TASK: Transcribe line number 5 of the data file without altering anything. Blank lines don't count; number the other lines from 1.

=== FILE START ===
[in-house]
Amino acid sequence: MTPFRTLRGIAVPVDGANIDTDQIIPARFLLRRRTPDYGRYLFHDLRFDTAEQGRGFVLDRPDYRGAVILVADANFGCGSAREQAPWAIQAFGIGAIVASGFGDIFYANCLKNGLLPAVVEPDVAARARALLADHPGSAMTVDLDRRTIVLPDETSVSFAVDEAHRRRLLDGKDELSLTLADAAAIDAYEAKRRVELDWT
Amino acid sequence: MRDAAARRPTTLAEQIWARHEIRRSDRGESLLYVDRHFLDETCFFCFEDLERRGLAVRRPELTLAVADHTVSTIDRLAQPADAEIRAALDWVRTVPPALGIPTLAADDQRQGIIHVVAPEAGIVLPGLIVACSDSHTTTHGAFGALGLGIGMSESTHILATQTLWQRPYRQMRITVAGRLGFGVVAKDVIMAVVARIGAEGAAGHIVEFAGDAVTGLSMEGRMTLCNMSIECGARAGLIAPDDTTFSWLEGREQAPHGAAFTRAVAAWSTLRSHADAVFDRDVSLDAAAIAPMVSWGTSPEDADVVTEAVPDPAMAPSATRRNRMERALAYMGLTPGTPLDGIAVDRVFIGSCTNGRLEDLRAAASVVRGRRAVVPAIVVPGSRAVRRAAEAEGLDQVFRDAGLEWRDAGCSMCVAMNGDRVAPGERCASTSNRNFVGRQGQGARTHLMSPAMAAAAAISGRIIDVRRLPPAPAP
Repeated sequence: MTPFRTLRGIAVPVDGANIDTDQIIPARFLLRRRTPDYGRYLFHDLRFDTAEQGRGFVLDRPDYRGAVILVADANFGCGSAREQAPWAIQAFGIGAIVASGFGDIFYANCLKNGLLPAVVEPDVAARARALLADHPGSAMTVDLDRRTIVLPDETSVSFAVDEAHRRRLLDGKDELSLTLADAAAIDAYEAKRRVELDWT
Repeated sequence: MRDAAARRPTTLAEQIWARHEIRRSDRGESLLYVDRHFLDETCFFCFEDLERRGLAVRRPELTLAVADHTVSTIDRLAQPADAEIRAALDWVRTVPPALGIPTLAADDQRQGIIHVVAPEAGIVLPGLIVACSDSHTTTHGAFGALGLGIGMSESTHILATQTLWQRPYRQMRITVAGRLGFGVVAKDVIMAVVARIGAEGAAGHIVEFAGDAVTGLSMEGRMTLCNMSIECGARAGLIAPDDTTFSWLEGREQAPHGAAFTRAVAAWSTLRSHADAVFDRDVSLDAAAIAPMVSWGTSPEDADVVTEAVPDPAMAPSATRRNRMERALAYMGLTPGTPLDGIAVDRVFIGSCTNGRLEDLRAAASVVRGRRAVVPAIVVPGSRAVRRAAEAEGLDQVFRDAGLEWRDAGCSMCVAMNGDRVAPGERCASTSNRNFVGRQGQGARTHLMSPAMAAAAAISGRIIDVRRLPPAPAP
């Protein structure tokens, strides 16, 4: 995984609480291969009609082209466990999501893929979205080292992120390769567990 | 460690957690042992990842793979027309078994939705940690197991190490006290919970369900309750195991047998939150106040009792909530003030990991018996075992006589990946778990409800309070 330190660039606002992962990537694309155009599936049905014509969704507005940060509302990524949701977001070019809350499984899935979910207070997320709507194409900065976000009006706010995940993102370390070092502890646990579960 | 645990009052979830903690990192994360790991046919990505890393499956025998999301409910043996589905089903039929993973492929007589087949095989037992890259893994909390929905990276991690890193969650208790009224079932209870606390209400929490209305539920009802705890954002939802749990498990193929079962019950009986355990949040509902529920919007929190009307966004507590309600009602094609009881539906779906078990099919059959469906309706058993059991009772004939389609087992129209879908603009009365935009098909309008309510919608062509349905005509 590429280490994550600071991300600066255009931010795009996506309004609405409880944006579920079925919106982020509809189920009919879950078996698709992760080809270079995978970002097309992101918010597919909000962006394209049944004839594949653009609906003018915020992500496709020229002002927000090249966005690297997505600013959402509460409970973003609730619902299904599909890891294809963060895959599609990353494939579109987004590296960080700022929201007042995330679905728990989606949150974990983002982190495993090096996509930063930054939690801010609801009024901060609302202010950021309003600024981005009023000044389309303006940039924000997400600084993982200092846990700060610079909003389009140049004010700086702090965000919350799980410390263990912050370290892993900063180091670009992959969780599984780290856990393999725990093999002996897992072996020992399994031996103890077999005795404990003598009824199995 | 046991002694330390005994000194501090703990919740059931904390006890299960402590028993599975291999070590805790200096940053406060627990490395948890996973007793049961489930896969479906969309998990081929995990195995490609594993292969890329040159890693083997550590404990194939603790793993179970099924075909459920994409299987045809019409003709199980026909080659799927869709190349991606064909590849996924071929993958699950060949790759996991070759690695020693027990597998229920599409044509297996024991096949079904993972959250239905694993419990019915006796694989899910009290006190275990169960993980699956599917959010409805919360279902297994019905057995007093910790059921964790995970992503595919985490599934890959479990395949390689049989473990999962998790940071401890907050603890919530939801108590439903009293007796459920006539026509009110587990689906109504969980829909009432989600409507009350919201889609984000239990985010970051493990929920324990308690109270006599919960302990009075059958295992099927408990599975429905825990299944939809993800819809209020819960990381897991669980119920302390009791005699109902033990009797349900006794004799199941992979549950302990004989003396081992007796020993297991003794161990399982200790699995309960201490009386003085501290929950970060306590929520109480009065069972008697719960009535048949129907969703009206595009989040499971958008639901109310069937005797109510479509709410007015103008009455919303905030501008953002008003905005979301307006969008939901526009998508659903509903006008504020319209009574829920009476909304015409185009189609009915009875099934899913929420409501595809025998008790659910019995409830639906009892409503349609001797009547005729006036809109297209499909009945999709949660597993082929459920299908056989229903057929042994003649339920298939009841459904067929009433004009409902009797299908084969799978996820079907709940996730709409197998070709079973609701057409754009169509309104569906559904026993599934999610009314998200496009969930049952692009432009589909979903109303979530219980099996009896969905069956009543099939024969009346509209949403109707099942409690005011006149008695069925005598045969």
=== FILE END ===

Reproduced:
Repeated sequence: MRDAAARRPTTLAEQIWARHEIRRSDRGESLLYVDRHFLDETCFFCFEDLERRGLAVRRPELTLAVADHTVSTIDRLAQPADAEIRAALDWVRTVPPALGIPTLAADDQRQGIIHVVAPEAGIVLPGLIVACSDSHTTTHGAFGALGLGIGMSESTHILATQTLWQRPYRQMRITVAGRLGFGVVAKDVIMAVVARIGAEGAAGHIVEFAGDAVTGLSMEGRMTLCNMSIECGARAGLIAPDDTTFSWLEGREQAPHGAAFTRAVAAWSTLRSHADAVFDRDVSLDAAAIAPMVSWGTSPEDADVVTEAVPDPAMAPSATRRNRMERALAYMGLTPGTPLDGIAVDRVFIGSCTNGRLEDLRAAASVVRGRRAVVPAIVVPGSRAVRRAAEAEGLDQVFRDAGLEWRDAGCSMCVAMNGDRVAPGERCASTSNRNFVGRQGQGARTHLMSPAMAAAAAISGRIIDVRRLPPAPAP